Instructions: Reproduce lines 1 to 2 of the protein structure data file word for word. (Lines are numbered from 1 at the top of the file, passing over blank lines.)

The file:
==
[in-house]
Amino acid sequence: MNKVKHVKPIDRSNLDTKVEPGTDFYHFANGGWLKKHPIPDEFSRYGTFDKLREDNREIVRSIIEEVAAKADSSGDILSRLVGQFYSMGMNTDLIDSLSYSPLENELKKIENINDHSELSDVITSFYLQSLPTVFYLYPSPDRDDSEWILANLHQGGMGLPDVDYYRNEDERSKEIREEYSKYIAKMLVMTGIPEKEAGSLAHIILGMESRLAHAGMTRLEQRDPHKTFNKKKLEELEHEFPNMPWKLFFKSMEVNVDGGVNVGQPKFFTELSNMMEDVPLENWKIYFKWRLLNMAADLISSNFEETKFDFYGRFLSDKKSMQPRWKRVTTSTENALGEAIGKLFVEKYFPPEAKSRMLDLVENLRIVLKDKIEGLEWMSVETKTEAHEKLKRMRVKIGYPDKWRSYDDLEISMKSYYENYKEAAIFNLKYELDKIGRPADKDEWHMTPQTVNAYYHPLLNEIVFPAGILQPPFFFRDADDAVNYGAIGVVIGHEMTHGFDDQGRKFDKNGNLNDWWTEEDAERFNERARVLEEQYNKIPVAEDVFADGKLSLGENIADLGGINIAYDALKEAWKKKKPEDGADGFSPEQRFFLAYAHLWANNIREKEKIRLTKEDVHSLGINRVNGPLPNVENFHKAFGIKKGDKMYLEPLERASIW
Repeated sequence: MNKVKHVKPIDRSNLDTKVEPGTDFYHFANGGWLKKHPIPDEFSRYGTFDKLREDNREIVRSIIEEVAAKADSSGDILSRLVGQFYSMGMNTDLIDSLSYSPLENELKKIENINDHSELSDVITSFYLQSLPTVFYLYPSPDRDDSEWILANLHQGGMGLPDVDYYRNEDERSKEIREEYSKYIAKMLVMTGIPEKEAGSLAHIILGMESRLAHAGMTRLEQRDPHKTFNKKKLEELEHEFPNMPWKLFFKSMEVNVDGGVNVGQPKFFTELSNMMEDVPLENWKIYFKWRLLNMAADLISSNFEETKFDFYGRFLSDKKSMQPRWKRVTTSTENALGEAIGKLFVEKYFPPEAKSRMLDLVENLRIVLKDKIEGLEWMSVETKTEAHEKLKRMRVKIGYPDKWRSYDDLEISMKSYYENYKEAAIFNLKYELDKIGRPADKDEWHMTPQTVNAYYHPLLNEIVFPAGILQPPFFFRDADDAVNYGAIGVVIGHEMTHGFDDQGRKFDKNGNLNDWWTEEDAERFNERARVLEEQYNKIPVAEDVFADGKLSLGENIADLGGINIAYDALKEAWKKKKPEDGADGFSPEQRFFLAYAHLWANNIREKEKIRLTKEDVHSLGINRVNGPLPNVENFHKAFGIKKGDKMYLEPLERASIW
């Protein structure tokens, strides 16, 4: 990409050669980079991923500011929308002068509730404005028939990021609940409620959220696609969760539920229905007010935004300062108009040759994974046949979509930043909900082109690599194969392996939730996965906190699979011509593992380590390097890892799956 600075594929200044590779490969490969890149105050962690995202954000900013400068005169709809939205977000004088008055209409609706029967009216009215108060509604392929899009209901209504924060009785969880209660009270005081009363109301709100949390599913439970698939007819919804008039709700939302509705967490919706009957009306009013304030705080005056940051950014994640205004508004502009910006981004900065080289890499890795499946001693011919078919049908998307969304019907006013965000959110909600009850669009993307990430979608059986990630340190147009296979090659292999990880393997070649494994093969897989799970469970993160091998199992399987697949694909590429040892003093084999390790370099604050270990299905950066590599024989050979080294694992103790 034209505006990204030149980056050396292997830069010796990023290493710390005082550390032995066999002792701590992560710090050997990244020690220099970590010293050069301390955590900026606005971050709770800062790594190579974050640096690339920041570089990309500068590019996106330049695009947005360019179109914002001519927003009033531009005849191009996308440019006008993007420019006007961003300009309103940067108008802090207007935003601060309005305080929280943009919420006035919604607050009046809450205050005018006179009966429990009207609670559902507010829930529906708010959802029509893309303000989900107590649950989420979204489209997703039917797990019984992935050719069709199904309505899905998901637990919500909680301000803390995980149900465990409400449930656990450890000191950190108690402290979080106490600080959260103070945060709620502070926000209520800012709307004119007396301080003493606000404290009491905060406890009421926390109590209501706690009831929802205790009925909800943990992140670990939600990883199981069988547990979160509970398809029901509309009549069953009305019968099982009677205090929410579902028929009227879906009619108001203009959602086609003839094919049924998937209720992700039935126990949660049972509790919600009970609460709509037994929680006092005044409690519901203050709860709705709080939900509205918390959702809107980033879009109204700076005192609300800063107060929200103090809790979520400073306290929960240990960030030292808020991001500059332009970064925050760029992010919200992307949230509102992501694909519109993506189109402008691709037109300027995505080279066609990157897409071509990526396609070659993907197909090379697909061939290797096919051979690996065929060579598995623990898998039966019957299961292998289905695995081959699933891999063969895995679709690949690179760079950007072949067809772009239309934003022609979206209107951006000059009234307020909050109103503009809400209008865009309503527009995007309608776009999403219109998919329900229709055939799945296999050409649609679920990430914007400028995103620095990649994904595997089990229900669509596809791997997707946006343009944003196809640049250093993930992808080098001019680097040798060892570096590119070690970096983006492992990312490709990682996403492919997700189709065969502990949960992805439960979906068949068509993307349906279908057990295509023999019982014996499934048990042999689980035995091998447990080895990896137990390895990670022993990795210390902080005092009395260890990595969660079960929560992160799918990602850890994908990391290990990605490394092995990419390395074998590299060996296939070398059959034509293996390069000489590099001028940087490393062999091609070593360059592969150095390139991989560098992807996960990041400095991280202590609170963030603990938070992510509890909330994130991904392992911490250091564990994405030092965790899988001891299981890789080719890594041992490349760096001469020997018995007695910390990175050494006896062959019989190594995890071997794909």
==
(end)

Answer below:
[in-house]
Amino acid sequence: MNKVKHVKPIDRSNLDTKVEPGTDFYHFANGGWLKKHPIPDEFSRYGTFDKLREDNREIVRSIIEEVAAKADSSGDILSRLVGQFYSMGMNTDLIDSLSYSPLENELKKIENINDHSELSDVITSFYLQSLPTVFYLYPSPDRDDSEWILANLHQGGMGLPDVDYYRNEDERSKEIREEYSKYIAKMLVMTGIPEKEAGSLAHIILGMESRLAHAGMTRLEQRDPHKTFNKKKLEELEHEFPNMPWKLFFKSMEVNVDGGVNVGQPKFFTELSNMMEDVPLENWKIYFKWRLLNMAADLISSNFEETKFDFYGRFLSDKKSMQPRWKRVTTSTENALGEAIGKLFVEKYFPPEAKSRMLDLVENLRIVLKDKIEGLEWMSVETKTEAHEKLKRMRVKIGYPDKWRSYDDLEISMKSYYENYKEAAIFNLKYELDKIGRPADKDEWHMTPQTVNAYYHPLLNEIVFPAGILQPPFFFRDADDAVNYGAIGVVIGHEMTHGFDDQGRKFDKNGNLNDWWTEEDAERFNERARVLEEQYNKIPVAEDVFADGKLSLGENIADLGGINIAYDALKEAWKKKKPEDGADGFSPEQRFFLAYAHLWANNIREKEKIRLTKEDVHSLGINRVNGPLPNVENFHKAFGIKKGDKMYLEPLERASIW